Monday, May 30, 2011

Memorial Day - 2011

Last year I wrote a serious piece about one of the fallen young men we honor on this day. He was a WWII bomber pilot who was shot from the sky over Europe in early 1944. He was also a graduate of the United States Military Academy at West Point. As a young group leader he took his task seriously…seriously enough to offer his life to help accomplish his task.

We try to select leaders from among us who have either demonstrated their substance through their prior performance, or in a more hopeful sense, someone who has the capacity to grow into the job with which we entrust them. In my experience, until the early 1990s when a Wall Street Journal editorial wondered in print, “Are There Any Adults in Charge?” during the early days of the Clinton administration, I had never thought that we might have trouble finding adults among us as our leaders. To my knowledge that had never been a problem before.

A year ago during the Memorial Day weekend, our President chose to take a short vacation to Chicago and, as a nod to the reverence of the day, tacked on a quick visit to a local Chicago national cemetery to put in an obligatory appearance. God was not pleased and the skies opened up in a downpour and an electrical storm.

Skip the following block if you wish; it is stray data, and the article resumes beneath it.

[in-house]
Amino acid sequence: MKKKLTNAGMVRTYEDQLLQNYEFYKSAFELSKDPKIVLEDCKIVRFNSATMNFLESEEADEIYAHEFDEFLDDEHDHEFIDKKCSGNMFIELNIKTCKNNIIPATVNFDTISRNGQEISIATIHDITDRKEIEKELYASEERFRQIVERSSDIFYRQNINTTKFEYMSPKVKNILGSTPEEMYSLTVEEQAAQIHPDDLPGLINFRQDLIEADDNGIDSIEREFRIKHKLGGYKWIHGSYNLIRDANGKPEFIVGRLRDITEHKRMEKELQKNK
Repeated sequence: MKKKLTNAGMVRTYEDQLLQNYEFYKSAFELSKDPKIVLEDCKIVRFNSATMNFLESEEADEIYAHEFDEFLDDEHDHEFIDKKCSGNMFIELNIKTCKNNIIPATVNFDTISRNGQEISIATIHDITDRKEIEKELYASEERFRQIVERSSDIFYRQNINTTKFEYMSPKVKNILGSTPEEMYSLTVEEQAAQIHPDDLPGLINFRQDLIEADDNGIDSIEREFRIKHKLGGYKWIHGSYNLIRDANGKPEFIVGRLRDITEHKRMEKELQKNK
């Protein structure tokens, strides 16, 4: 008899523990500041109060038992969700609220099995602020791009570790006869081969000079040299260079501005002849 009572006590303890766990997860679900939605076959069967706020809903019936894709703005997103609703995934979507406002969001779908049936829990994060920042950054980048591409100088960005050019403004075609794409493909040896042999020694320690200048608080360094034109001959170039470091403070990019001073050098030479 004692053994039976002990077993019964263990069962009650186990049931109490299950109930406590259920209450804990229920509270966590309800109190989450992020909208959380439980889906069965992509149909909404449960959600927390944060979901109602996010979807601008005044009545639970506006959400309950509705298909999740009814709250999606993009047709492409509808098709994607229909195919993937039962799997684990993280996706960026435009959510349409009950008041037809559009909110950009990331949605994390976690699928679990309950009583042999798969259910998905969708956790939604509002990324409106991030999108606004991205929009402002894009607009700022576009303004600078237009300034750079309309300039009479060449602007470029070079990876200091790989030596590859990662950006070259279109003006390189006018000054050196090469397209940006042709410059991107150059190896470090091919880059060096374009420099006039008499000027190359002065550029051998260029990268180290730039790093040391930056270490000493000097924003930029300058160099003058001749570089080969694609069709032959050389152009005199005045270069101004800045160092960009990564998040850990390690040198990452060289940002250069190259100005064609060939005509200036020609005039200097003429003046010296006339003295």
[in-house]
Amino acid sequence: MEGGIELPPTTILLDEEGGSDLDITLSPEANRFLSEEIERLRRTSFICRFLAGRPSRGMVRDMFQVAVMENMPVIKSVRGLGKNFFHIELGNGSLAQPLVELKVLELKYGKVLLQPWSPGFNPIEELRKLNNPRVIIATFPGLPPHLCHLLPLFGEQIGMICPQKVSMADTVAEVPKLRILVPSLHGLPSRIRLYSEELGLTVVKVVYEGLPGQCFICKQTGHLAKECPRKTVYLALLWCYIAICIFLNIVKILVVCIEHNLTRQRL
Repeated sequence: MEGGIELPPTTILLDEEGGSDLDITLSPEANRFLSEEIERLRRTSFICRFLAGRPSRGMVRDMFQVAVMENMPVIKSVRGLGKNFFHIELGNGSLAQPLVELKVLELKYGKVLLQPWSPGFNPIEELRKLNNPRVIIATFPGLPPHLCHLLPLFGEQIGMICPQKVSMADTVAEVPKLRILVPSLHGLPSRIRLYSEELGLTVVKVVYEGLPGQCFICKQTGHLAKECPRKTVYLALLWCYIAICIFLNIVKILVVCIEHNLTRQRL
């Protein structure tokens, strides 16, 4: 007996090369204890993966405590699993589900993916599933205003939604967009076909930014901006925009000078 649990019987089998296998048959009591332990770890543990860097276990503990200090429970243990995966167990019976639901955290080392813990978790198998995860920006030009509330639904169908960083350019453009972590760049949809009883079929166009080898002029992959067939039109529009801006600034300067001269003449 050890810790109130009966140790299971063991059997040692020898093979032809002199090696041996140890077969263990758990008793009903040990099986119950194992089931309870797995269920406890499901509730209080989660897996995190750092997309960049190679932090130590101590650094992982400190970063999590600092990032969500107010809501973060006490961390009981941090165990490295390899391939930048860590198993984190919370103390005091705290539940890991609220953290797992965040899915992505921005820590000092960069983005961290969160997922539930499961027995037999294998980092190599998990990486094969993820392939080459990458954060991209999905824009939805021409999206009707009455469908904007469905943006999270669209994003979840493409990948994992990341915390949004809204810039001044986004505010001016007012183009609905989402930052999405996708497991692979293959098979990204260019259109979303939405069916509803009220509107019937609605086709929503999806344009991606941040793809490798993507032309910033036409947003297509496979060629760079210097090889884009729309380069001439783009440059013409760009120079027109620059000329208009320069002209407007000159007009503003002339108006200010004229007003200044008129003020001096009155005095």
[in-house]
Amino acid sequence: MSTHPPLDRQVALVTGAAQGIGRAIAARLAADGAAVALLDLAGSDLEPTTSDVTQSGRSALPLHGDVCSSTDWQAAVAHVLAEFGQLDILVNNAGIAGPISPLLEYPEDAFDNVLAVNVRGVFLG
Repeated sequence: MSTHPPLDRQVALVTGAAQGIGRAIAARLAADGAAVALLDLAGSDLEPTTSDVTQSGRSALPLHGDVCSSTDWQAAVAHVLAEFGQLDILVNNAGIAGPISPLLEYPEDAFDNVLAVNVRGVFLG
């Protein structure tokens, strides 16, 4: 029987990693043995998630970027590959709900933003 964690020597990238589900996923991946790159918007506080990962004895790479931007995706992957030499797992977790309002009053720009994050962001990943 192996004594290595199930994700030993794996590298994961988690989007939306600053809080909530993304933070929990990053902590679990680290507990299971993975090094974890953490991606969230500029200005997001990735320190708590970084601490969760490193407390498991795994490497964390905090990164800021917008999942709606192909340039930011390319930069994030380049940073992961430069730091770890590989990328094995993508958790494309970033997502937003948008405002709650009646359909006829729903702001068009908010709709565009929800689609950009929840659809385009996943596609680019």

In accordance with tradition, this year he put in his appearance at Arlington National Cemetery at the Tomb of the Unknown Soldier. God smiled, and provided a beautiful day for the ceremony. Then, our President screwed it up and went out to play golf that afternoon, once again raising the question…are there any adults in charge?

I’m not one to criticize another man an opportunity for a pleasant round of golf when he has the chance, but I can attest to the fact that 95° and humid is not a pleasant day on a golf course. On the other hand, after recently being embarrassingly schooled by Netanyahu, writing the wrong year in the Westminster guest book, and messing up the Queen’s toast in a very public way, maybe he was due. But it surely did appear to be in bad taste.

The Telegraph writer, Nile Gardiner, had more to say on the subject in his article.


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